Exoskeletons and Wolfpacks

Damage-tolerant, the exoskeleton of Nosoderma diabolicus {see asphalt-textured beetle, upside-down, legs motioning for ground} withstands 149 newtons {see SUV, soccer practice, orange slices}.

Glitter stickers substitute for her eyebrows.
UFOs beaming up pepperoni pizza
zip across on her socks, peaking out
the one-size-fits-all youth gown.

A compositional analysis rich in protein {see crustaceans, seafarers, expanse} creates the impregnable microstructure of N. diabolicus’s armor.

Her mom admins the online group: Teslyn’s Wolfpack.
There are 798 followers: friends, parents,
neighbors, teachers, coaches, acquaintances.
Like the forest, we’re held together by web lines
seen only when weight is shifted back and forth.

I lied just then, when I said acquaintances.

The interlacing shells allow for a force 39,000 times the beetle’s body weight to be exerted onto it {see the weight of an IV drip, the wait of extended-stay hotels, the Wate longinus beetle in the Carabidae family, the only species in the genus Wate}.

Her first and last name stay on the school roster,
a promise of return. Each day we file A for Absent.
We’ll catch her up next summer, herding her
into eighth grade with the friends she made in sixth,
forget about the seventh: the leukemia year.

An MRI extracts the empty picture of N. diabolicus’s torso {see cathedral}, organs hiding in nooks of laced shells and interior support structures.

My memory vying with updates:
her baldness, reclined by a window.
I lost a phrase she liked so much.
Humming, hoping it will come back
to sing her into fullness.

Companies invest millions of grant dollars for scientists to tear apart N. diabolicus in hopes engineers can replicating the structure {see armored tanks, decimated roads, eroded cities}.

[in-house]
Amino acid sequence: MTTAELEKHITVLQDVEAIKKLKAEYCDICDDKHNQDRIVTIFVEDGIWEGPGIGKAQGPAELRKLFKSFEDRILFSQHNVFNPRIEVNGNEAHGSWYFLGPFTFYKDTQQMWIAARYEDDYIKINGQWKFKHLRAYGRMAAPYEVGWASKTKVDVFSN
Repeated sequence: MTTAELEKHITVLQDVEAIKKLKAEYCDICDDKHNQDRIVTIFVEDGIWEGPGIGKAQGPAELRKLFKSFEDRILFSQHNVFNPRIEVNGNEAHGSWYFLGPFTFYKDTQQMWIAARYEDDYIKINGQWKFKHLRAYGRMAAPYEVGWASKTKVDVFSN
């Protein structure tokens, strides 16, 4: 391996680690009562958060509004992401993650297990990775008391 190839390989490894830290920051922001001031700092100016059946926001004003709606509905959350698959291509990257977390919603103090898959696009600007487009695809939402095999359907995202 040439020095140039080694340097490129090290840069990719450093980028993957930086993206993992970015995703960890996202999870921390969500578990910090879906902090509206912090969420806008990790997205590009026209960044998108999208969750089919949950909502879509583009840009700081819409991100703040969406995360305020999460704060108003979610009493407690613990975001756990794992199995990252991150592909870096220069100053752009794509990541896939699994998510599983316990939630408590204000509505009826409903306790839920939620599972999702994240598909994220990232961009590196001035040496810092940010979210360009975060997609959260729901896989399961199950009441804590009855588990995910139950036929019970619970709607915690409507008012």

Teachers in the lounge miss her flame hair,
from before she had a Wolfpack and glitter eyebrows,
when she was special not for being a fighter,
but for voguing for pictures and hugging her friends.

The body, measuring two-centimeter-long, withstands forces ten times that of any known predator {see martin, opossum, cancer}.

I’m 12 weeks behind the pack,
scrolling backwards in time:
she is embraced by angels;
all your prayers and love now please;
positive vibes for blood pressures;
no sleep tonight, just prayers;
the doctors are keeping eyes on our baby girl;
levels aren’t as high as we’d hoped, send good vibes

The hardened forewings, protecting the softer tapestries of flight, sutured together permanently, losing N. diabolicus the power to flee {see escape, spring break, #vacay}.

It was my first time working in a school,
around those shifting growth plates of teens.
I thought their tolerance of puberty’s newton force
made their interlocking-cells impervious to cancer.

As is average for beetles in the Zopheridae family, N. diabolicus lives for 2 years {see above}.

First Published in Fever Dream, Winter 2022 Issue

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